Sounds from a different drum.

Abstract

Some 14 years ago when I first came to these meetings there was an air of excitement, optimism, and momentum. The impact of modern biology on medicine was widely appreciated, and the academic community was striving to harness this new knowledge to understand perplexing disease. During the subsequent decade biomedical research flourished, and the buoyancy of the late 1950's was retained. In the last three or four years, fortunes have changed. Biomedical investigation has come under sharp criticism, support has been curtailed, and the atmosphere has become subdued and pessimistic, no less in our schools than at these meetings. In general terms, the reason for the sudden sag in appreciation and support of medical research is the crisis in health care. We now know that precisely during the halcyon days of biomedical research, costs of medical care were mounting astronomically, the availability of care throughout the nation was not appreciably improved, and the indicators of the state of the nation's health remained unimpressive. It is illustrative that health expenditures rose by 50% in the 1960's and that, in 1968, health insurance covered only 29% of personal health expenditures. The current problems in biomedical research and training have been thoroughly examined by others. I shall mention only briefly what they have explored in detail. Medical research and especially clinical investigation arose in significant part from the incapacity of physicians to understand disease and hence to care for patients effectively. It was a response to the health care crisis of yesteryear created by medical ignorance. The fruits of research in the past two decades are striking in terms of illnesses understood, treatments devised, and suffering alleviated. We are on the threshold of even more impressive gains against major causes of morbidity such as cardiovascular disease, malignancy, emotional illness, and arthritis. Virtually every time that calculations have been made on the cost effectiveness of research, the money saved through reduction in morbidity, diminished hospitalization costs, and increased work productivity, has far outweighed the costs of research. The spectacular increase in cost of medical care is not due to costs of research. As a nation, we spend on medical research something less than 5% of our total expenditures for health care, a figure quite consistent with research investment in other developing activities. This relationship may be viewed in another way. There are 17 million arthritics requiring medical care in this country. Arthritis is the second leading cause of limitation of activity. The annual cost of arthritis in terms of lost income and medical expenses is $3.6 billion. The estimated loss in taxes to the government due to activity limitation from arthritis is $200 million annually. The total national expenditure on research in arthritis is but $15 million; this is only 7.5% of the lost tax income alone and 0.4% of the cost of the illness to the public. Despite the rapid recent rise in medical faculty size, the total number of faculty members, who constitute the majority of medical investigators, is approximately 6% of the total number of physicians in the country. The university hospitals where they work account for roughly 20% of hospital admissions and outpatient visits. In the absence of substantial direct support for the costly process of medical education, the development of medical schools and medical faculties has been in substantial part subsidized by federal training and research programs. It can accurately be said that much of what is basic in our medical knowledge and practice today derives from rigorous study of disease and patients, especially as developed through the National Institutes of Health. Our research efforts are hardly excessive in comparison with the magnitude of either our ignorance or our expenditures on health care. To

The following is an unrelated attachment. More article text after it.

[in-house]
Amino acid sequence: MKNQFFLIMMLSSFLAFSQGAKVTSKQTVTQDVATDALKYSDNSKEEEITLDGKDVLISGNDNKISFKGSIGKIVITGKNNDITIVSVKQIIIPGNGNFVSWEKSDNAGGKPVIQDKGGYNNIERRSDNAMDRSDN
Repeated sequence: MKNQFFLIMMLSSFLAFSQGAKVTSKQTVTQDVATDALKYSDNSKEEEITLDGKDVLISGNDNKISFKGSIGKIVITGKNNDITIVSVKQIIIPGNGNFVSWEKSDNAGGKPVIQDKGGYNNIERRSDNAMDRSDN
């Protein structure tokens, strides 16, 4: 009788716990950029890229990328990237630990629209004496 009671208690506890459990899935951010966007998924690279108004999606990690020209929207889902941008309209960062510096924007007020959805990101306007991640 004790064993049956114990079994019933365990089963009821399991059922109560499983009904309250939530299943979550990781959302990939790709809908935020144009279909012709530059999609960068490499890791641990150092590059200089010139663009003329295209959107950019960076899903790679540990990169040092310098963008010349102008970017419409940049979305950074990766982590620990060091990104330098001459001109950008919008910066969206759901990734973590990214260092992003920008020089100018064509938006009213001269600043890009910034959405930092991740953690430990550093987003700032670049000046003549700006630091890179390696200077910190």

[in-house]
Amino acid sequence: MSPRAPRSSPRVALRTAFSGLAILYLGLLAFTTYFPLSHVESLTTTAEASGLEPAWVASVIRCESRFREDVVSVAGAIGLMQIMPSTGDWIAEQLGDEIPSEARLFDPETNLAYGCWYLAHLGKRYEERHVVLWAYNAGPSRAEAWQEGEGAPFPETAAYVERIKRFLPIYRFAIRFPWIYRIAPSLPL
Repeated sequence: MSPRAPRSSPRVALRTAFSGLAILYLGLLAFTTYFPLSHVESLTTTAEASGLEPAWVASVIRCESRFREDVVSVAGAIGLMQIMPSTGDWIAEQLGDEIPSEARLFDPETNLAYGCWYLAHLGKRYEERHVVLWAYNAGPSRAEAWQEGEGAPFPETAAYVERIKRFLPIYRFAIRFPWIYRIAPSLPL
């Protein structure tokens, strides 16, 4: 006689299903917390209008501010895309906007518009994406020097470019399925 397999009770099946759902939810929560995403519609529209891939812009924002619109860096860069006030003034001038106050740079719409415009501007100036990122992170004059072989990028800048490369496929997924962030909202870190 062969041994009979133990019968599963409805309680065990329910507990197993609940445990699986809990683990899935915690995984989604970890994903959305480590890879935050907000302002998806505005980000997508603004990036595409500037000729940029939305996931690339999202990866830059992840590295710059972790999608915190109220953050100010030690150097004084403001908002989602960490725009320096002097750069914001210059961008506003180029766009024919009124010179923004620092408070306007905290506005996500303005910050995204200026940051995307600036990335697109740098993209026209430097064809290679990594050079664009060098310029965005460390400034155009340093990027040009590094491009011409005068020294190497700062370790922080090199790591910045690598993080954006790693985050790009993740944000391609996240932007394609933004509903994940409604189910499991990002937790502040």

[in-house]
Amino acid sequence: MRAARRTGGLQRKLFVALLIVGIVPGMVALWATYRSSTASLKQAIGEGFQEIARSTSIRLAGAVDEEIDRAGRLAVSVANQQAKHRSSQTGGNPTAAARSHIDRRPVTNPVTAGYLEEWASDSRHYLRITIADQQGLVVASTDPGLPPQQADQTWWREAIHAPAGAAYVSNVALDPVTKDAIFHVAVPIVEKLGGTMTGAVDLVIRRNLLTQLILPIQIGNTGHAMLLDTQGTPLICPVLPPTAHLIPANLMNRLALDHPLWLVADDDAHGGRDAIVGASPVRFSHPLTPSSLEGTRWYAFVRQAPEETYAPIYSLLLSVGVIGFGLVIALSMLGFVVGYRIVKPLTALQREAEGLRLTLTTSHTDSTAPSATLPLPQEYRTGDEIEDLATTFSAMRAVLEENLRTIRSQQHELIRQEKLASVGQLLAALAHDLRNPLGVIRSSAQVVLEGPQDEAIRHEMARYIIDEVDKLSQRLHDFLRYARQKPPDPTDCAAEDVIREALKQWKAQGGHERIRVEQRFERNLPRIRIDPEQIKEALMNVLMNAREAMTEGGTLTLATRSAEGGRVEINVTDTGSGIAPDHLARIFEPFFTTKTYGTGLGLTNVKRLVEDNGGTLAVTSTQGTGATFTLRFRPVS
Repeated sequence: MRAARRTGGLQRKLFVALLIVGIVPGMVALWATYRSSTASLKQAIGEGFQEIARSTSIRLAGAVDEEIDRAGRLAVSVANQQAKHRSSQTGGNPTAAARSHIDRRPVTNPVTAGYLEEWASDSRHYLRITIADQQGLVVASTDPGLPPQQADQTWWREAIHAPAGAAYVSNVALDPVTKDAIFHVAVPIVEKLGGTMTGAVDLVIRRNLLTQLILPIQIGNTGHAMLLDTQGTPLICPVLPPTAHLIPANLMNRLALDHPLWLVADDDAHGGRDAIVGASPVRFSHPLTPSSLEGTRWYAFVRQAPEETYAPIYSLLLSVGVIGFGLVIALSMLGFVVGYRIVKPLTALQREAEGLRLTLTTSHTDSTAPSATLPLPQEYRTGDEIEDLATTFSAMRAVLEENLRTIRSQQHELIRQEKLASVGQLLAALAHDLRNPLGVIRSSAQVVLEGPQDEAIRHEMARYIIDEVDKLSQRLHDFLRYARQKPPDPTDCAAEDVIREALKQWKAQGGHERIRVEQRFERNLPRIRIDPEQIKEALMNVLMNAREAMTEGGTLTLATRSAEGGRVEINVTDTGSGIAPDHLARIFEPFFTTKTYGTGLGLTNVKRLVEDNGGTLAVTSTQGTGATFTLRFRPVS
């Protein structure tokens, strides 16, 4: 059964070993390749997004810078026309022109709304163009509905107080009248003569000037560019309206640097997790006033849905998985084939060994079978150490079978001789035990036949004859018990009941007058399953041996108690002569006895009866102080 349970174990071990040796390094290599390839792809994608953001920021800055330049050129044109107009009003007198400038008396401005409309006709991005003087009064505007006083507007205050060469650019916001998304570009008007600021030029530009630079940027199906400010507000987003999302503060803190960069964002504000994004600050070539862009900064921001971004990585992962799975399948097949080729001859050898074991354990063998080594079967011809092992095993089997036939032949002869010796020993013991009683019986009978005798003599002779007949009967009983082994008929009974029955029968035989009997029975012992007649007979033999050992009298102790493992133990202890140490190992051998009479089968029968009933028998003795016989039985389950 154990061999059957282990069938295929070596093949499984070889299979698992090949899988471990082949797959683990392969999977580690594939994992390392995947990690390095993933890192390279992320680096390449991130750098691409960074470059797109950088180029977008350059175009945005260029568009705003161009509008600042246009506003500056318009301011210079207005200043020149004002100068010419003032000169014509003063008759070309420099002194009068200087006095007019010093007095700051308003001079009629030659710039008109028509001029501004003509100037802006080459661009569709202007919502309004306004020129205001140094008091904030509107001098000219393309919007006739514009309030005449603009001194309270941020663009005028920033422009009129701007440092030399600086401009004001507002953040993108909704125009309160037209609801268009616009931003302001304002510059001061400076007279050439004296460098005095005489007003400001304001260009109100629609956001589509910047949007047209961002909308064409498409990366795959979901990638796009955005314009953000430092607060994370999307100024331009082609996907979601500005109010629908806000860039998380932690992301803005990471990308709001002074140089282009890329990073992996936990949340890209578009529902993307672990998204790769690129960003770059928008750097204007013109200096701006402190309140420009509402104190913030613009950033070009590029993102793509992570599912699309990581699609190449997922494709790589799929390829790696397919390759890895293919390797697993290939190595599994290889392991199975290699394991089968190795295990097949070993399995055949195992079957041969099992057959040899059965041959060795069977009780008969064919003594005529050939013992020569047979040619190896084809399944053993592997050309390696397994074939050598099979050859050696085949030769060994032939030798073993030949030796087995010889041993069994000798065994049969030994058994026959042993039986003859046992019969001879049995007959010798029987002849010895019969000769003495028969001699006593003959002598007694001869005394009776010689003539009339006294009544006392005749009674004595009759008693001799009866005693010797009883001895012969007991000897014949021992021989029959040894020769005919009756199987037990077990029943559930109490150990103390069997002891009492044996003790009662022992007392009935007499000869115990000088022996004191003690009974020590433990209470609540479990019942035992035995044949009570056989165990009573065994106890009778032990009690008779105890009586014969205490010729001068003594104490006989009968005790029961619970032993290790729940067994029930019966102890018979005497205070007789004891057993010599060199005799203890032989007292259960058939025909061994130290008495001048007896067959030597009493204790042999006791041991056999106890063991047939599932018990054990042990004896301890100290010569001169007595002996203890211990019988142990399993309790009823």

Cite this paper

@article{Holman1971SoundsFA, title={Sounds from a different drum.}, author={Halsted R. Holman}, journal={The Journal of clinical investigation}, year={1971}, volume={50 6}, pages={1369-72} }